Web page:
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"You can try to teach a dog to fly . . . or you can just buy a bird" Empathy in Healthcare: Training versus Selection

August 18, 2011
We need healthcare professionals and staff with empathy and compassion, who are patient-focused, quality-focused and “get” customer service and patient satisfaction.  These qualities are right for patients, and right for the healthcare system.

So, how do we make this happen?  Obviously, training is important, but how far will it take you?  A recent study indicates that, with physicians, it may not be as far as we’d like.  Research published in the Archives of Surgery showed that training improved the ability to consistently perform basic communication functions, but had no impact on perceived empathy.

“Factors such as lack of jargon, verbal facilitation skills, and effective summarizing can . . . be taught,” the researchers wrote.  But:  Researchers' prognosis was less certain when it came to improving residents' empathy, non-verbal communication and concern for others' views, which “have a significant innate component, often involving attitudes, and are more difficult to change,” the paper said.
Read more: Training helps residents explain diagnoses: study - Healthcare business news and research | Modern Healthcare http://bit.ly/orESrH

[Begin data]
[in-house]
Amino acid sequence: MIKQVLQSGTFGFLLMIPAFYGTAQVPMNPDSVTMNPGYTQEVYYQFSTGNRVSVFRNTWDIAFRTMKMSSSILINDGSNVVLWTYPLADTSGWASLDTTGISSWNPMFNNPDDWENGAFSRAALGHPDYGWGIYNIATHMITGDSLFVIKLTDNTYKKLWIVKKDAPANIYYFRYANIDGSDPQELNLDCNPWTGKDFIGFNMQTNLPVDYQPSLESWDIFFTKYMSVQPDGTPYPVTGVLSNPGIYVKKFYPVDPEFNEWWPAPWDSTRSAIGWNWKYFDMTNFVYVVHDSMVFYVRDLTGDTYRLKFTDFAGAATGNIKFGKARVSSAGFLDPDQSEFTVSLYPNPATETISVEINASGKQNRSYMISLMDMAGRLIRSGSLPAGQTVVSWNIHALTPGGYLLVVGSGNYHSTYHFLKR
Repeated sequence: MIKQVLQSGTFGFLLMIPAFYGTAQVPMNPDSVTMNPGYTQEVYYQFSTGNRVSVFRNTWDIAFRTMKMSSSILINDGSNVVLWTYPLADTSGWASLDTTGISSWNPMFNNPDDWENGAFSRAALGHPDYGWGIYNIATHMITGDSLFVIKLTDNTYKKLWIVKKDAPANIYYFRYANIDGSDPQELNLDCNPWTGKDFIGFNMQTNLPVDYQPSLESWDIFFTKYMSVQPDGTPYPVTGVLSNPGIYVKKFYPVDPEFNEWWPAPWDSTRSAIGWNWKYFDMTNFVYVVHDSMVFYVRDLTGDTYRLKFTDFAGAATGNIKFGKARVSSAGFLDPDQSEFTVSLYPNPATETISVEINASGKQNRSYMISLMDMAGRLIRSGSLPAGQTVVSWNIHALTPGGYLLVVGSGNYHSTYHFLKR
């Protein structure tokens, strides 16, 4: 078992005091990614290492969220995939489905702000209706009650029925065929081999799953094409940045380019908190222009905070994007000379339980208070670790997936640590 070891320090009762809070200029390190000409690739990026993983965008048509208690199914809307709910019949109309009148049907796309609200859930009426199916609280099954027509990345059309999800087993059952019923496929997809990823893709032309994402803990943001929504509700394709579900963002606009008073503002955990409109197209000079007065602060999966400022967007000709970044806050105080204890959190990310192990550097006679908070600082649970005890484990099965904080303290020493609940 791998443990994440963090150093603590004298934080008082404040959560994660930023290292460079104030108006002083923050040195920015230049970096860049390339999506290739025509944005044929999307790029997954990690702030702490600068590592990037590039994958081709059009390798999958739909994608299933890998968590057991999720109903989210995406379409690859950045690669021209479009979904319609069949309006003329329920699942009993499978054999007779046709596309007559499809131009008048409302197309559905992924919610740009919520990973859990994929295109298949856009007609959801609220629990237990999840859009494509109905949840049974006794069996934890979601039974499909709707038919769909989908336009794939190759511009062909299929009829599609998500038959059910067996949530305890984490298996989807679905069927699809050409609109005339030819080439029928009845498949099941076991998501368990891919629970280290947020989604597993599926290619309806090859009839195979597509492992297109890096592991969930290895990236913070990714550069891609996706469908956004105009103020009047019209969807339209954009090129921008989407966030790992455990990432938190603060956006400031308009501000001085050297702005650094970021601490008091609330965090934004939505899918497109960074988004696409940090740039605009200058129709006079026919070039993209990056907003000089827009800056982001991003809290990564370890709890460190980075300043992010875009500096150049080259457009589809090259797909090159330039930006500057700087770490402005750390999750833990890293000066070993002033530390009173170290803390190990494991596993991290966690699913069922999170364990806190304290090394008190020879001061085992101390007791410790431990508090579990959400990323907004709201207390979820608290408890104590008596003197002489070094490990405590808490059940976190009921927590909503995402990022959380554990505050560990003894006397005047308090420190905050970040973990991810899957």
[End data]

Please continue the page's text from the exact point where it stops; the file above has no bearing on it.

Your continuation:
What to do?  Keep training, obviously.  Incorporate that training into the education programs, too.  What’s interesting, though is that medical and nursing schools are starting to look at ways to assess these “less trainable” qualities in the admission process.  Now hospitals are starting to incorporate assessment of these behaviors and functional capacities into the selection process for medical professionals and support staff at all levels.  It’s a start.  When it comes to selecting an individual for any position, including a healthcare professional, the reality is that some things don’t change too much, no matter how much training you do.  As one of my colleagues likes to say – “You can try to teach a dog to fly . . . or you can just buy a bird.”

Bryan Warren Bryan Warren is the President of J3 Personica, a consulting, assessment, training, and coaching firm, and a guest blogger for PSI. Bryan is an expert in progressive talent strategies, with a particular focus on leader and physician selection and development.